Visual counting of schizonts and gametocytes was carried out on Giemsa-stained smears before and after concentration. Images were digitally recorded with a digital camera (DS Camera Control Unit DS-U2, Nikon) mounted on an optical microscope (Nikon Eclipse 80i, Nikon).
Magnetic purification was carried out by using the haemozoin paramagnetic complex property. Prior to purification, MACS® (25LD columns, Miltenyi BioTec, Germany) columns were filled with warmed (37°C) RPMI. The experimentation was performed under sterile conditions [16, 17]. The tested blood from cultures was then loaded on the columns (typically, 4 mL at 25-50% haematocrit) and warm (37°C) culture medium was then added until the eluent was apparently free of red blood cells. At this point, the columns were removed from the magnetic support after addition of 10 mL more culture medium and the eluent was recovered. It was then centrifuged (800 g, 10 min) and supernatant was discarded. The pellet was used to prepare blood smears that were Giemsa-stained and it was also analysed by flow cytometry.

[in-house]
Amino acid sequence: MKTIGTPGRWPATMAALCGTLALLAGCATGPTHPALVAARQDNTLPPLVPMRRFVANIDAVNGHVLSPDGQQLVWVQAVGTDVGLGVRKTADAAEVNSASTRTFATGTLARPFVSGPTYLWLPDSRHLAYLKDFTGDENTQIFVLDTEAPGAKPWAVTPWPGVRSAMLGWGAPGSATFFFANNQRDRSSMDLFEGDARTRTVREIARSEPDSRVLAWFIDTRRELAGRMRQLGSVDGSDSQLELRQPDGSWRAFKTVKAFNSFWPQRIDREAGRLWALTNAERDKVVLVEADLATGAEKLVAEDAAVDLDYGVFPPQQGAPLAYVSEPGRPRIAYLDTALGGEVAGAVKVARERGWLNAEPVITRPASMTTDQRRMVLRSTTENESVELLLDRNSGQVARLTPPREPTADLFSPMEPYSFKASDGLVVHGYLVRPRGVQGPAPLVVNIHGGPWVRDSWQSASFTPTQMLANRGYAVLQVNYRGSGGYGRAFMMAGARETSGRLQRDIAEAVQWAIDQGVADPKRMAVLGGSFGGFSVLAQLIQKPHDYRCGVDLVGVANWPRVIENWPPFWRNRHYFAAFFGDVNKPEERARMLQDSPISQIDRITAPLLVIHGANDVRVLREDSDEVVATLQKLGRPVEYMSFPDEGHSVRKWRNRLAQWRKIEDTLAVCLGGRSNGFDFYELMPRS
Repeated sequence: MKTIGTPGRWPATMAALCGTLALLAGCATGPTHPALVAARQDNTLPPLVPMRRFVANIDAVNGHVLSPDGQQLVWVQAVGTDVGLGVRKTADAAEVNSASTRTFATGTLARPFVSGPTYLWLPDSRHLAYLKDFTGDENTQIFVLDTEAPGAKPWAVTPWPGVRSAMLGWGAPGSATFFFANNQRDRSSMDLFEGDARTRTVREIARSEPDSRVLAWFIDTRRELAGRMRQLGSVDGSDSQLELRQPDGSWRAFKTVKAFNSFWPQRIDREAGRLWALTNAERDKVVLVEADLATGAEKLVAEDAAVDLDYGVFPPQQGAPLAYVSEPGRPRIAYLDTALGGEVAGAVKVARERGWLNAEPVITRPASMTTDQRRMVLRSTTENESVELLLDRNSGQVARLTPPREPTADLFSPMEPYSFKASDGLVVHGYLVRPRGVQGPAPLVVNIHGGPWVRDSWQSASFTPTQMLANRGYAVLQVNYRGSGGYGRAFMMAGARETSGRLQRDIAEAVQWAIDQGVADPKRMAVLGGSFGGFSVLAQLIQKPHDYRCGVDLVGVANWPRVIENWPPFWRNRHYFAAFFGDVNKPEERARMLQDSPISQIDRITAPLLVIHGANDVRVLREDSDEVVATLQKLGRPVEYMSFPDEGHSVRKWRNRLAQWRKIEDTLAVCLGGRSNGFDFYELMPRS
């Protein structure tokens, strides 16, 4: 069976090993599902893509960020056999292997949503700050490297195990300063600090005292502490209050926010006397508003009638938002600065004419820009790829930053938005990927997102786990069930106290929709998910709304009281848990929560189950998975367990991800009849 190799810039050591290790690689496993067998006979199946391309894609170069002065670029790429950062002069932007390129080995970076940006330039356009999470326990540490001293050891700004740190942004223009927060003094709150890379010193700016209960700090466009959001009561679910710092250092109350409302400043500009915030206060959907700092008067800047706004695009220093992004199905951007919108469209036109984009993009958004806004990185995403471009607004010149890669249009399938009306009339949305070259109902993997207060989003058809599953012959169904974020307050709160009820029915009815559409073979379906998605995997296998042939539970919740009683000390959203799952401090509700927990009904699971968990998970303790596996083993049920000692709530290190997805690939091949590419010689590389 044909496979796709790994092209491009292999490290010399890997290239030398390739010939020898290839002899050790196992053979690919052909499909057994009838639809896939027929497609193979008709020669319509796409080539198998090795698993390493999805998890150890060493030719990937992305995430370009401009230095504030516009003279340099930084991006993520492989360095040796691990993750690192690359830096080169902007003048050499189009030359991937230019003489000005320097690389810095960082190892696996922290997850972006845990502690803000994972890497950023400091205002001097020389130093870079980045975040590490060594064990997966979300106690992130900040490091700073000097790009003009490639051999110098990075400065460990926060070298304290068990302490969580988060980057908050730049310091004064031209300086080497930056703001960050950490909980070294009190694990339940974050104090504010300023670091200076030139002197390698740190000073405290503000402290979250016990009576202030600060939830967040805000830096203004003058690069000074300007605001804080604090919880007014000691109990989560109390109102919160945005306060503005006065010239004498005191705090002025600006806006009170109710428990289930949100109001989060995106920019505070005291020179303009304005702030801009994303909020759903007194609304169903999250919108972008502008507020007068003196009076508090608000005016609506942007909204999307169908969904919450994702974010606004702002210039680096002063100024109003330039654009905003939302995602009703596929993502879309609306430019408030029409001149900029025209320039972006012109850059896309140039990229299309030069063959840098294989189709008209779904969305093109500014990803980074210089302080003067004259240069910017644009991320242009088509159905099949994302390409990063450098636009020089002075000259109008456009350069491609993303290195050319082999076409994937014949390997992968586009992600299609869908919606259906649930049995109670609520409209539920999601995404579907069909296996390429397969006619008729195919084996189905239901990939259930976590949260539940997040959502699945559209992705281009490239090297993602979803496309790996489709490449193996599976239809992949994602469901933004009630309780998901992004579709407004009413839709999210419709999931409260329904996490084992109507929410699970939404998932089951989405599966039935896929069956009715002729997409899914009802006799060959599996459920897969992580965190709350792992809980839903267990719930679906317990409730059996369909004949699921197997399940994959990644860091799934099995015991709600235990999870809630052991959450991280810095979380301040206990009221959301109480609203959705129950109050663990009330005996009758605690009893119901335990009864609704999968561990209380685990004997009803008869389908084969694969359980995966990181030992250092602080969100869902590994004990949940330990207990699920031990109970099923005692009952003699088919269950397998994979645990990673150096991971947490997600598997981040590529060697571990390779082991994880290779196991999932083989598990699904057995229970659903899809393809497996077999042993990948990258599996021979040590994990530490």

In vitro tests with gametocytes
Primaquine and artemisinin (the latter being kindly provided by Pierre Fabre Laboratories) were dissolved in DMSO, while chloroquine was dissolved in RPMI. Twelve day-old gametocyte cultures were transferred to 24-well or 96-well plates, and increasing dilutions of each drug were added. All experiments were performed in triplicate. After 48 h of incubation at 37°C, thin blood smears were prepared and stained with Giemsa. The number of gametocytes per 10,000 erythrocytes was visually estimated by optical microscopy. In parallel, parasitaemia was evaluated by flow cytometry.